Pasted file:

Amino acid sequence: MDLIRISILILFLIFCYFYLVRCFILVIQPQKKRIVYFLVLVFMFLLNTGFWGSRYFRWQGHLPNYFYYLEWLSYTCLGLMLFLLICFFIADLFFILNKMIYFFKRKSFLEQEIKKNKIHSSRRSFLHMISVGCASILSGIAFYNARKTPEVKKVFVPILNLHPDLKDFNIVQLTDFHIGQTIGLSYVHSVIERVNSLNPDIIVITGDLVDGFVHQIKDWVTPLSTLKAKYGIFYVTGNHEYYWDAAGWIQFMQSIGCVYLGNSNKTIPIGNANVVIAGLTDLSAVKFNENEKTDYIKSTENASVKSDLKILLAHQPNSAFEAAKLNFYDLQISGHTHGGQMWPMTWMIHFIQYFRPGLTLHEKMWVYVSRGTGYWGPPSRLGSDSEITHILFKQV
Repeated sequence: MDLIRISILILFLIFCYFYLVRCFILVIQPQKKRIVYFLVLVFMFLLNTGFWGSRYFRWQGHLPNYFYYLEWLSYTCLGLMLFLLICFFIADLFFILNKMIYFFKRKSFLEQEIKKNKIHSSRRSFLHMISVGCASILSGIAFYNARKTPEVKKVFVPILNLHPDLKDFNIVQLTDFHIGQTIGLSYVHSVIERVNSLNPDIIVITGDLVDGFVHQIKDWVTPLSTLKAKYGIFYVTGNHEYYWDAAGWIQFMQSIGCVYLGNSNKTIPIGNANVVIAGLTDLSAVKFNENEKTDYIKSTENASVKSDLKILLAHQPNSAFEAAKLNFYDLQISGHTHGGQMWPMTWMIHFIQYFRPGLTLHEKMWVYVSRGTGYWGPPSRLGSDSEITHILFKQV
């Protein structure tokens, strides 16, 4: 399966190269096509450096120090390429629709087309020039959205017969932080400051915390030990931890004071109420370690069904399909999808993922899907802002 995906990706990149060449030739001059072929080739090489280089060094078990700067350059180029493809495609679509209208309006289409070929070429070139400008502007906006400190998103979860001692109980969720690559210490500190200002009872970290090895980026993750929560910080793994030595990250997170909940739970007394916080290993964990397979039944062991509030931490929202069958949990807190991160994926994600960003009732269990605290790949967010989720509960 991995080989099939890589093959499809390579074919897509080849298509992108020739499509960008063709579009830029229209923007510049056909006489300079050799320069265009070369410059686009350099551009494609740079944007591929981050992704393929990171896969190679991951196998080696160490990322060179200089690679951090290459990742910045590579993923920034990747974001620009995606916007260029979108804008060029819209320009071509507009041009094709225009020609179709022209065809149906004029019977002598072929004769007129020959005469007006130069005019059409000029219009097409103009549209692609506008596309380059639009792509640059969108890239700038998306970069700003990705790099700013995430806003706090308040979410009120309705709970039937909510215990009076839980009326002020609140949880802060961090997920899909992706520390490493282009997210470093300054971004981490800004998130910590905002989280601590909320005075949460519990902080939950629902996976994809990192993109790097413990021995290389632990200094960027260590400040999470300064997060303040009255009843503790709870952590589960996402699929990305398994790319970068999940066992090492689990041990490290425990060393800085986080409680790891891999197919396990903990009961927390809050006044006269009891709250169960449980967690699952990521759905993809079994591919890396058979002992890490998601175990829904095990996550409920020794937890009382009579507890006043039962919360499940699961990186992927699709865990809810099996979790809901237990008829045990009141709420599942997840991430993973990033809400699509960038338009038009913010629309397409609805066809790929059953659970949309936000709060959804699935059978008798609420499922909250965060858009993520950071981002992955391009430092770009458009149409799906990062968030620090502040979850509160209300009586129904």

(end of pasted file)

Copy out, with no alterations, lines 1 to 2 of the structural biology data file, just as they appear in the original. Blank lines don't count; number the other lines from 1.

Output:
Amino acid sequence: MDLIRISILILFLIFCYFYLVRCFILVIQPQKKRIVYFLVLVFMFLLNTGFWGSRYFRWQGHLPNYFYYLEWLSYTCLGLMLFLLICFFIADLFFILNKMIYFFKRKSFLEQEIKKNKIHSSRRSFLHMISVGCASILSGIAFYNARKTPEVKKVFVPILNLHPDLKDFNIVQLTDFHIGQTIGLSYVHSVIERVNSLNPDIIVITGDLVDGFVHQIKDWVTPLSTLKAKYGIFYVTGNHEYYWDAAGWIQFMQSIGCVYLGNSNKTIPIGNANVVIAGLTDLSAVKFNENEKTDYIKSTENASVKSDLKILLAHQPNSAFEAAKLNFYDLQISGHTHGGQMWPMTWMIHFIQYFRPGLTLHEKMWVYVSRGTGYWGPPSRLGSDSEITHILFKQV
Repeated sequence: MDLIRISILILFLIFCYFYLVRCFILVIQPQKKRIVYFLVLVFMFLLNTGFWGSRYFRWQGHLPNYFYYLEWLSYTCLGLMLFLLICFFIADLFFILNKMIYFFKRKSFLEQEIKKNKIHSSRRSFLHMISVGCASILSGIAFYNARKTPEVKKVFVPILNLHPDLKDFNIVQLTDFHIGQTIGLSYVHSVIERVNSLNPDIIVITGDLVDGFVHQIKDWVTPLSTLKAKYGIFYVTGNHEYYWDAAGWIQFMQSIGCVYLGNSNKTIPIGNANVVIAGLTDLSAVKFNENEKTDYIKSTENASVKSDLKILLAHQPNSAFEAAKLNFYDLQISGHTHGGQMWPMTWMIHFIQYFRPGLTLHEKMWVYVSRGTGYWGPPSRLGSDSEITHILFKQV